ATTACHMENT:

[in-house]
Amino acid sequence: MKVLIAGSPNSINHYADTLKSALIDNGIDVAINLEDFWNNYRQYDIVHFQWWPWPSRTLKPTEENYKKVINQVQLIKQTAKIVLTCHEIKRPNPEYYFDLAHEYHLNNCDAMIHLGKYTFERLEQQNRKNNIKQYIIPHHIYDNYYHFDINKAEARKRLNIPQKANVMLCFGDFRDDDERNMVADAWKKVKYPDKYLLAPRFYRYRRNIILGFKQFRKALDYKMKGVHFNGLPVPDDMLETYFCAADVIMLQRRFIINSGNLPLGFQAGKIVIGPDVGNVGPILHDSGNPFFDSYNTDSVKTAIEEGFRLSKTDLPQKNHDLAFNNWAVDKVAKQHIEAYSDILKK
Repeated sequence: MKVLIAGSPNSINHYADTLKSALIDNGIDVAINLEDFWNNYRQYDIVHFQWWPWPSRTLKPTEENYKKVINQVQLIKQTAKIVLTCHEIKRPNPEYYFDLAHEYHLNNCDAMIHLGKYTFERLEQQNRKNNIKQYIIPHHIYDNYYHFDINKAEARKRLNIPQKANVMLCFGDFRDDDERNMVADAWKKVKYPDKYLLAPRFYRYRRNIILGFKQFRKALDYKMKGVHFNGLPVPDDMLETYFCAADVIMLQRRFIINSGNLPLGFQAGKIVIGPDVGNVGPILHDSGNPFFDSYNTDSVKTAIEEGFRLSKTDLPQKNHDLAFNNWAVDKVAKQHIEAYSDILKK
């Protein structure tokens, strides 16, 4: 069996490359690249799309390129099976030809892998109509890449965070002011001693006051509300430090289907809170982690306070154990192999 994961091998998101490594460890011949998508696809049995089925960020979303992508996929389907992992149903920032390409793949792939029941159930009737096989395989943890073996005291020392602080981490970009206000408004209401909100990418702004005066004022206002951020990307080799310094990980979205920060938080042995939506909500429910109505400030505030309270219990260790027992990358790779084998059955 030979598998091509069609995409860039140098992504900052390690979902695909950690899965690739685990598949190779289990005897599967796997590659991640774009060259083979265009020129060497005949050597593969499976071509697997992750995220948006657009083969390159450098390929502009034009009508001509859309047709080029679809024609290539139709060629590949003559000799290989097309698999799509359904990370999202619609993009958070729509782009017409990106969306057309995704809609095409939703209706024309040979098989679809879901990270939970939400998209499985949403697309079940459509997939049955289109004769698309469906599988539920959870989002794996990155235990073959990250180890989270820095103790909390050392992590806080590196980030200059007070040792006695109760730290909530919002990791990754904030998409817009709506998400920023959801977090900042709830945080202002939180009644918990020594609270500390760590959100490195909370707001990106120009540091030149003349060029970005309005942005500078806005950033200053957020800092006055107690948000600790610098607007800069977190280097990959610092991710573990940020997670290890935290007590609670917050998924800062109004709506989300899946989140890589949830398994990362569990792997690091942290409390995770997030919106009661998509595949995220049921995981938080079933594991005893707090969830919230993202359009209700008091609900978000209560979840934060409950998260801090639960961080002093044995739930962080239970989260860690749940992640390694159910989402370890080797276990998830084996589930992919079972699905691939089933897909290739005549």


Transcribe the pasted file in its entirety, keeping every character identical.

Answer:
[in-house]
Amino acid sequence: MKVLIAGSPNSINHYADTLKSALIDNGIDVAINLEDFWNNYRQYDIVHFQWWPWPSRTLKPTEENYKKVINQVQLIKQTAKIVLTCHEIKRPNPEYYFDLAHEYHLNNCDAMIHLGKYTFERLEQQNRKNNIKQYIIPHHIYDNYYHFDINKAEARKRLNIPQKANVMLCFGDFRDDDERNMVADAWKKVKYPDKYLLAPRFYRYRRNIILGFKQFRKALDYKMKGVHFNGLPVPDDMLETYFCAADVIMLQRRFIINSGNLPLGFQAGKIVIGPDVGNVGPILHDSGNPFFDSYNTDSVKTAIEEGFRLSKTDLPQKNHDLAFNNWAVDKVAKQHIEAYSDILKK
Repeated sequence: MKVLIAGSPNSINHYADTLKSALIDNGIDVAINLEDFWNNYRQYDIVHFQWWPWPSRTLKPTEENYKKVINQVQLIKQTAKIVLTCHEIKRPNPEYYFDLAHEYHLNNCDAMIHLGKYTFERLEQQNRKNNIKQYIIPHHIYDNYYHFDINKAEARKRLNIPQKANVMLCFGDFRDDDERNMVADAWKKVKYPDKYLLAPRFYRYRRNIILGFKQFRKALDYKMKGVHFNGLPVPDDMLETYFCAADVIMLQRRFIINSGNLPLGFQAGKIVIGPDVGNVGPILHDSGNPFFDSYNTDSVKTAIEEGFRLSKTDLPQKNHDLAFNNWAVDKVAKQHIEAYSDILKK
């Protein structure tokens, strides 16, 4: 069996490359690249799309390129099976030809892998109509890449965070002011001693006051509300430090289907809170982690306070154990192999 994961091998998101490594460890011949998508696809049995089925960020979303992508996929389907992992149903920032390409793949792939029941159930009737096989395989943890073996005291020392602080981490970009206000408004209401909100990418702004005066004022206002951020990307080799310094990980979205920060938080042995939506909500429910109505400030505030309270219990260790027992990358790779084998059955 030979598998091509069609995409860039140098992504900052390690979902695909950690899965690739685990598949190779289990005897599967796997590659991640774009060259083979265009020129060497005949050597593969499976071509697997992750995220948006657009083969390159450098390929502009034009009508001509859309047709080029679809024609290539139709060629590949003559000799290989097309698999799509359904990370999202619609993009958070729509782009017409990106969306057309995704809609095409939703209706024309040979098989679809879901990270939970939400998209499985949403697309079940459509997939049955289109004769698309469906599988539920959870989002794996990155235990073959990250180890989270820095103790909390050392992590806080590196980030200059007070040792006695109760730290909530919002990791990754904030998409817009709506998400920023959801977090900042709830945080202002939180009644918990020594609270500390760590959100490195909370707001990106120009540091030149003349060029970005309005942005500078806005950033200053957020800092006055107690948000600790610098607007800069977190280097990959610092991710573990940020997670290890935290007590609670917050998924800062109004709506989300899946989140890589949830398994990362569990792997690091942290409390995770997030919106009661998509595949995220049921995981938080079933594991005893707090969830919230993202359009209700008091609900978000209560979840934060409950998260801090639960961080002093044995739930962080239970989260860690749940992640390694159910989402370890080797276990998830084996589930992919079972699905691939089933897909290739005549």